By Jenna Furman
Impunity Watch Reporter, Asia
DHAKA, Bangladesh—Despite pleas from the United Nations and countries such as the United States, the Bangladesh Government has refused to grant assylum to recent Rohingya Muslim refugees escaping sectarian violence in Myanmar.
“It is not in our interest that new refugees come from Myanmar,” Dipu Moni, the Bangladeshi Foreign Minister, stated at the capital, Dhaka, on Tuesday.
Border guards turned back an estimated 1,500 Rohingya refugees over the weekend after further violence broke out between the minority Rohingya Muslims and the majority Rakhine Buddhists.
Dipu Moni also cited a strain on resources as a reason for turning back boats traveling across the Naf river to the Bangladeshi border. Bangladesh already houses around 30,000 Rohingya Muslim refugees in two camps in Cox’s Bazaar.
Human Rights Watch refugee program director Bill Frelick stated,“Bangladesh has an obligation under international law to keep its border open to people fleeing threats to their lives.”
The UN refugee agency reported that boats transporting women, children and some wounded have been turned back even within reach of locals trying to give assistance to the refugees. The agency indicated that the refugees are in need of food and medical care.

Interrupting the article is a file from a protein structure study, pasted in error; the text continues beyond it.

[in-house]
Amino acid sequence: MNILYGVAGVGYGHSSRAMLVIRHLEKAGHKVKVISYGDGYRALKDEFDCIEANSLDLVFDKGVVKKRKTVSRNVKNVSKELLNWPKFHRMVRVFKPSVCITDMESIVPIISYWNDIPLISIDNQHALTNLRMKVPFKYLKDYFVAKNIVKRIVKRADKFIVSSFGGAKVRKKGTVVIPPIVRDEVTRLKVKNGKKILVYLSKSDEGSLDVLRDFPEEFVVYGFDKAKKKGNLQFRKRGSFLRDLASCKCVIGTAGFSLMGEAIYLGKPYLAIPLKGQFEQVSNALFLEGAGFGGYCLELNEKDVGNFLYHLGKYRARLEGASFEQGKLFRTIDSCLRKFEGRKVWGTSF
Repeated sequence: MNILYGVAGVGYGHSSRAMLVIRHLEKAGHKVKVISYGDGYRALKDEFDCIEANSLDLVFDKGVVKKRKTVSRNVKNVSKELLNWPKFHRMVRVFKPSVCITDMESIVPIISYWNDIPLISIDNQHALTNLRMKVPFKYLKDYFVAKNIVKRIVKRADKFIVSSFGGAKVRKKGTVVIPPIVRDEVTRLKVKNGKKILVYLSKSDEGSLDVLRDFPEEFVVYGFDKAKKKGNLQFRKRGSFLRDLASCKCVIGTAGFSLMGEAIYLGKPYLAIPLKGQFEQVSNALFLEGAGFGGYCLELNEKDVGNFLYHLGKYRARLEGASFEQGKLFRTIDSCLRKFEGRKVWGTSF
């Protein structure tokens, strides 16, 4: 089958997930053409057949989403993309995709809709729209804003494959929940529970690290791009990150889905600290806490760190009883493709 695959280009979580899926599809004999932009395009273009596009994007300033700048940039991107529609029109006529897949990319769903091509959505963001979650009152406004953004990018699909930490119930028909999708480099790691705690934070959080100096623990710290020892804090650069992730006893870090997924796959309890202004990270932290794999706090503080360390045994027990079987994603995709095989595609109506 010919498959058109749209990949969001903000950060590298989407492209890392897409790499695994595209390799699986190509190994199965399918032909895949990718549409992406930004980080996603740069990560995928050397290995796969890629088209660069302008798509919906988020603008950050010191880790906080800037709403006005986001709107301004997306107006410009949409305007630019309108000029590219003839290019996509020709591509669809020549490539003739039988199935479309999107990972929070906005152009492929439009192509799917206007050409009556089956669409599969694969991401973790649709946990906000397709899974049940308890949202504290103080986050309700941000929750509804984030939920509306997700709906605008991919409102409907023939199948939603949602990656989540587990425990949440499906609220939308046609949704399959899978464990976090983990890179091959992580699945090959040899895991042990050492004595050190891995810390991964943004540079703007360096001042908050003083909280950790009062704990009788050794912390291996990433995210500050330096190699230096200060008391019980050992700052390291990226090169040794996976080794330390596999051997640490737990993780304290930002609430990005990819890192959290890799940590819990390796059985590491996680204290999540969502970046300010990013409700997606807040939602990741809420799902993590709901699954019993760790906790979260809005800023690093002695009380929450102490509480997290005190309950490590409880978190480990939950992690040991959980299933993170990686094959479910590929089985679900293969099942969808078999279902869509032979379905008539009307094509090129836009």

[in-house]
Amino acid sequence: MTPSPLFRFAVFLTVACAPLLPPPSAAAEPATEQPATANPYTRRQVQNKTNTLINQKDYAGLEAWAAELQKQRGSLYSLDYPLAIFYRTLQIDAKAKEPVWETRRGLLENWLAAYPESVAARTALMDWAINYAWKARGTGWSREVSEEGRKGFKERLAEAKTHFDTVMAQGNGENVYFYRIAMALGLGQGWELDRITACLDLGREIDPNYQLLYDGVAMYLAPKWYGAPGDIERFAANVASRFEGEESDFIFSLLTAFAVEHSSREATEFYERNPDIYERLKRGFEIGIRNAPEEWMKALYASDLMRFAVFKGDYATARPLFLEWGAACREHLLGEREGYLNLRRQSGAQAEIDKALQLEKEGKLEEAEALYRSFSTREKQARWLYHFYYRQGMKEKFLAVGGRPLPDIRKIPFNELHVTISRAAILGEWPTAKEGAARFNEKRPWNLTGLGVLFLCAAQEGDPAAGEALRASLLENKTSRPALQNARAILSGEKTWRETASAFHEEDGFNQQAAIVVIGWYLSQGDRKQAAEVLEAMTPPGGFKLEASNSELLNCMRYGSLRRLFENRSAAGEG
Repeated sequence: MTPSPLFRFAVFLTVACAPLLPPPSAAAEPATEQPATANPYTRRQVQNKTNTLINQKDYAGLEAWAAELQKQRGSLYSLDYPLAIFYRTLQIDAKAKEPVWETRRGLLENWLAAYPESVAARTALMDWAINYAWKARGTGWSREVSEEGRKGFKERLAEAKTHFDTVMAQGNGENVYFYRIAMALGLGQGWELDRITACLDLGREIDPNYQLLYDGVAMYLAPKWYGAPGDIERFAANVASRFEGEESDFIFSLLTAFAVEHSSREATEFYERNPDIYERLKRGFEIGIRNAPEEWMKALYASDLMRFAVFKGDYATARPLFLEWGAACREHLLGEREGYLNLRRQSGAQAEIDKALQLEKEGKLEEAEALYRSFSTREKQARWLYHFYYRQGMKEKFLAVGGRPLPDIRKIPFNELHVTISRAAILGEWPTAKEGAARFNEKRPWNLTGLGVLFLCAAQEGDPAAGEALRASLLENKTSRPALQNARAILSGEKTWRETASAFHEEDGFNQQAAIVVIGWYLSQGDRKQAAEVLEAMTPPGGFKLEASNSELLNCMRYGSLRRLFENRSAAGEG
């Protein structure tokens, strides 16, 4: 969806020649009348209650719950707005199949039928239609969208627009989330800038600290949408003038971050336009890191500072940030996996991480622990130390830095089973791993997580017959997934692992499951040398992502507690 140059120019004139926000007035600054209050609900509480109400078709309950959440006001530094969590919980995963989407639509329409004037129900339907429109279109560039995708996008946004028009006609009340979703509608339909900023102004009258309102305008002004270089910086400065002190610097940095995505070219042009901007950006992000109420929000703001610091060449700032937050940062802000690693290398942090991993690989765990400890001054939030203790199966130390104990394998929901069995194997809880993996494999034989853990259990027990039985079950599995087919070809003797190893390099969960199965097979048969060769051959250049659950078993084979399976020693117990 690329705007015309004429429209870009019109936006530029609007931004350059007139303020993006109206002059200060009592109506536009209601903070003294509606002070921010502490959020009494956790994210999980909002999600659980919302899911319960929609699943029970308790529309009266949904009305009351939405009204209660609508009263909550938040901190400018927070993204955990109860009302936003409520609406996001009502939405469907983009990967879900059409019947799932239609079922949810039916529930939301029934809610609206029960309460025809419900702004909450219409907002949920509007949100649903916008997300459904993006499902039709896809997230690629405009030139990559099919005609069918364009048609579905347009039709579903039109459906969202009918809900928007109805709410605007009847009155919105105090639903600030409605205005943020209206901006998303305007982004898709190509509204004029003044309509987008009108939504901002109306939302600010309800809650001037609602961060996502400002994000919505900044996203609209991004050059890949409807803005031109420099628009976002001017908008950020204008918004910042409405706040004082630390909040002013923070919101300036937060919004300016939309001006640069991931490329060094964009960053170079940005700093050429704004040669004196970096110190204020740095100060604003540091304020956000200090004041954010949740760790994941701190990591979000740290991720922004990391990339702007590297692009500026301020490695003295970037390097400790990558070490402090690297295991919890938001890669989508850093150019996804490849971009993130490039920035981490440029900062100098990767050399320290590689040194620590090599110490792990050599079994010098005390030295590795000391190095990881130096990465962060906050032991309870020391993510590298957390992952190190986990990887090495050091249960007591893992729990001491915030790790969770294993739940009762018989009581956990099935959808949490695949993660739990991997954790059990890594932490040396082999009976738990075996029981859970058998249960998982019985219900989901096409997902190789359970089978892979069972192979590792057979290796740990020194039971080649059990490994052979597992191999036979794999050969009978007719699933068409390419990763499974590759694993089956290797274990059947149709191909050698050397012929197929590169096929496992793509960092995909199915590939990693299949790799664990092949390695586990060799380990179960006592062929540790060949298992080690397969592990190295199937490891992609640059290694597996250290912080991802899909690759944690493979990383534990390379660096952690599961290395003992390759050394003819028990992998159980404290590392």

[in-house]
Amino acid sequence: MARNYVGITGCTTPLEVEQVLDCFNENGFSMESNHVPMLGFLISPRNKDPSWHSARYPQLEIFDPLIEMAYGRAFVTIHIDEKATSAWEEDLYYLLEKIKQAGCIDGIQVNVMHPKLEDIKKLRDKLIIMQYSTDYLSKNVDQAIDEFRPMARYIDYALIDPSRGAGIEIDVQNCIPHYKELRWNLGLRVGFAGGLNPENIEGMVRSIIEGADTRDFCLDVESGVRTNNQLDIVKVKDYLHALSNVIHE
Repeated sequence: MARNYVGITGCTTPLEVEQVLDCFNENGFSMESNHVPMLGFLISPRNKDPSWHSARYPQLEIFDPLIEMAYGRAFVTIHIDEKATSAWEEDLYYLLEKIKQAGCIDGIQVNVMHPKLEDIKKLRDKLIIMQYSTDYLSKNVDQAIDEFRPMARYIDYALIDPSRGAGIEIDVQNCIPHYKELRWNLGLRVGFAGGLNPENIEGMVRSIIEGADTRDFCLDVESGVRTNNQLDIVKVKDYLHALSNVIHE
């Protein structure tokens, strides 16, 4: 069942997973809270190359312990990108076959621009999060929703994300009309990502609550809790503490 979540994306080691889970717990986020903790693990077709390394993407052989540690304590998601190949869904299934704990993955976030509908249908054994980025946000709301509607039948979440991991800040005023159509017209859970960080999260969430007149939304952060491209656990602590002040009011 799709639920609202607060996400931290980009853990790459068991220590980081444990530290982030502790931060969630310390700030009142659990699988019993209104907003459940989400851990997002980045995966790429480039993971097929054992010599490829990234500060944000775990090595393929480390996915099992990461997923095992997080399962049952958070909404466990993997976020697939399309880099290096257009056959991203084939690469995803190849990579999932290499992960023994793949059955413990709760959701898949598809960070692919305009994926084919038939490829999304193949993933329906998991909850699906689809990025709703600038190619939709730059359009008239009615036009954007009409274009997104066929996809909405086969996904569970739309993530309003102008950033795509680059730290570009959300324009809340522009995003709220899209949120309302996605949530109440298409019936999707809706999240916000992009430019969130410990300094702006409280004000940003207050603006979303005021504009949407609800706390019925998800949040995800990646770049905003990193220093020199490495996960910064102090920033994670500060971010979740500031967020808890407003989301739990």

However, Bangladesh emphasized that the Myanmar and Bangladeshi governments are trying to “to ensure that developments in the Rakhine state do not have any trans-boundary spillover.”
Still, thousands of people have been displaced as a result of the fighting thought to have been sparked last month by the rape and murder of a Rakhine Buddhist woman followed by an attack on a bus carrying Rohingya Muslims, which left 10 people dead. Twenty-nine people are estimated to have died and many homes have been burnt to the ground in the western Rakhine region.
Myanmar President Thein Sein declared a state of emergency after rioting began a little over week ago in the town of Maung Daw which spread to the capital, Sittwe, and other nearby villages. The violence highlights the delicate nature of the relations between ethnic groups in Myanmar.
The Rohingya have been deemed a “stateless” group by both Myanmar and Bangladesh. Myanmar views the Rohingya as illegal immigrants from Bangladesh and denies them citizenship while Bangladesh argues that the Rohingya have lived in Myanmar for centuries and should be recognized as citizens.
According to The United Nations, Myanmar’s 800,000 Rohingya Muslims are one of the most persecuted minorities in the world.
For further information, please see:
NY Daily News – Violence Highlights Myanmar’s Sectarian Tension – 16 June 2012
Aljazeera – Bangladesh ‘Turns Back’ Myanmar Refugees – 15 June 2012
BBC News – UN Urges Bangladesh to Take in People Fleeing Burma Violence – 15 June 2012
Los Angeles Times – Bangladesh Rebuffs Pleas to Admit People Fleeing Myanmar Violence – 13 June 2012